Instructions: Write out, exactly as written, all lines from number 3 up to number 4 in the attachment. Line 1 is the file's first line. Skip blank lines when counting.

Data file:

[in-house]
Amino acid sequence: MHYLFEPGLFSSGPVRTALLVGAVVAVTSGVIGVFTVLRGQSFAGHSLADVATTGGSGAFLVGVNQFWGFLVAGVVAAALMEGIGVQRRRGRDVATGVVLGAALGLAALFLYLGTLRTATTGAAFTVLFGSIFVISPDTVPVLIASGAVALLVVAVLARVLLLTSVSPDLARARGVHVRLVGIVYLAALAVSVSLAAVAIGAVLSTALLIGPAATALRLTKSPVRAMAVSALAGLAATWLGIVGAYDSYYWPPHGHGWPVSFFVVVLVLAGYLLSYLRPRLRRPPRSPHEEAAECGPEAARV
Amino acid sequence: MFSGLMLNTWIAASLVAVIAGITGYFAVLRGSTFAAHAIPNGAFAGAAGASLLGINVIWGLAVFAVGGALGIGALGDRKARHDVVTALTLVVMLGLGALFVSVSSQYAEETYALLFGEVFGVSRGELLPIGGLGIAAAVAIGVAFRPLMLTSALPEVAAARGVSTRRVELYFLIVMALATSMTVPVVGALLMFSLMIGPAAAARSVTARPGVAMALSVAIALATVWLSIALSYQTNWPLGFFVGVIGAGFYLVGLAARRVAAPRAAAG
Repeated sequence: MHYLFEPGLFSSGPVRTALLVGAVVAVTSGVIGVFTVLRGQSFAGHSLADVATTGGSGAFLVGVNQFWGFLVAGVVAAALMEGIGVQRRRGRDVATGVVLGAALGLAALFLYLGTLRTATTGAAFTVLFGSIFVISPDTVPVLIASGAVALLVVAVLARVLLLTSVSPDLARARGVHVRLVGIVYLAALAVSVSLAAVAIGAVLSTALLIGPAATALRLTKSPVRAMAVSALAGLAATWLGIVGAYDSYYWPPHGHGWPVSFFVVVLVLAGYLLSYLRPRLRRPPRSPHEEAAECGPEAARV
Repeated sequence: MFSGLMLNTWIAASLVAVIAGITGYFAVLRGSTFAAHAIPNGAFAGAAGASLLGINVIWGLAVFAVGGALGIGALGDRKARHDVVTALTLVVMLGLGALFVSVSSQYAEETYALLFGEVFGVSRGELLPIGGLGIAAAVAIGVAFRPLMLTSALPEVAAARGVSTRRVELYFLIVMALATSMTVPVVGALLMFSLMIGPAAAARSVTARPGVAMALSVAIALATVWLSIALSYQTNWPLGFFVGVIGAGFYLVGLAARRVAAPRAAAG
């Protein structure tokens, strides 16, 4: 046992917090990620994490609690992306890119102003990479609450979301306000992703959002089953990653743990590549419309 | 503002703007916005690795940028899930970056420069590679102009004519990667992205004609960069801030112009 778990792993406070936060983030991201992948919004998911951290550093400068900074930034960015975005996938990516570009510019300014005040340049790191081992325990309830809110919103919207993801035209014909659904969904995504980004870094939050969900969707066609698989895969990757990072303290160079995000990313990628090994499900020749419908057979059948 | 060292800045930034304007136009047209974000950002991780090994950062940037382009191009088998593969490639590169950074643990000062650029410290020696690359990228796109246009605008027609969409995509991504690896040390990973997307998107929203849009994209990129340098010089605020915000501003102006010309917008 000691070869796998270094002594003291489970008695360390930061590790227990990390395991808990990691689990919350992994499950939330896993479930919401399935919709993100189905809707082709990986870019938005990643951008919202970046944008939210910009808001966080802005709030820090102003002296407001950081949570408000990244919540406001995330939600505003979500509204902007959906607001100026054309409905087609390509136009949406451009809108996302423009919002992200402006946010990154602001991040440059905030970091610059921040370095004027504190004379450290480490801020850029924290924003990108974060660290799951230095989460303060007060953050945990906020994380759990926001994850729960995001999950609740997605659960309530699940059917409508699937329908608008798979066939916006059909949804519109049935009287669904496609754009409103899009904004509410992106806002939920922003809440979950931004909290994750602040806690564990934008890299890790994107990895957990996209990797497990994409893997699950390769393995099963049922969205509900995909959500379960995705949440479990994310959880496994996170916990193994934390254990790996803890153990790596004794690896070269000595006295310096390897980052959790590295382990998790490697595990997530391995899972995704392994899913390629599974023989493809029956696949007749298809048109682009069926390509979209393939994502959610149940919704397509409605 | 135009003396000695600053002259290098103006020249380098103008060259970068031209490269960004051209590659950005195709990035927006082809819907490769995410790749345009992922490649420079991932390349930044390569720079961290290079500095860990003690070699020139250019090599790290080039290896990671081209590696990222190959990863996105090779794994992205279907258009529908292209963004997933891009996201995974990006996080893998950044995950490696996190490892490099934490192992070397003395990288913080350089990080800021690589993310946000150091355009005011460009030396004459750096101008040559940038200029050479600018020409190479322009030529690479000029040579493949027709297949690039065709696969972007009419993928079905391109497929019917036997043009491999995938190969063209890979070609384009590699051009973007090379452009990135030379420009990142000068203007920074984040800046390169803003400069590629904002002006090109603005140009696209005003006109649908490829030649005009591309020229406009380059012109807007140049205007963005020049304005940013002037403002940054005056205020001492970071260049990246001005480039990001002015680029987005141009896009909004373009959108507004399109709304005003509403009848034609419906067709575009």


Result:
Amino acid sequence: MFSGLMLNTWIAASLVAVIAGITGYFAVLRGSTFAAHAIPNGAFAGAAGASLLGINVIWGLAVFAVGGALGIGALGDRKARHDVVTALTLVVMLGLGALFVSVSSQYAEETYALLFGEVFGVSRGELLPIGGLGIAAAVAIGVAFRPLMLTSALPEVAAARGVSTRRVELYFLIVMALATSMTVPVVGALLMFSLMIGPAAAARSVTARPGVAMALSVAIALATVWLSIALSYQTNWPLGFFVGVIGAGFYLVGLAARRVAAPRAAAG
Repeated sequence: MHYLFEPGLFSSGPVRTALLVGAVVAVTSGVIGVFTVLRGQSFAGHSLADVATTGGSGAFLVGVNQFWGFLVAGVVAAALMEGIGVQRRRGRDVATGVVLGAALGLAALFLYLGTLRTATTGAAFTVLFGSIFVISPDTVPVLIASGAVALLVVAVLARVLLLTSVSPDLARARGVHVRLVGIVYLAALAVSVSLAAVAIGAVLSTALLIGPAATALRLTKSPVRAMAVSALAGLAATWLGIVGAYDSYYWPPHGHGWPVSFFVVVLVLAGYLLSYLRPRLRRPPRSPHEEAAECGPEAARV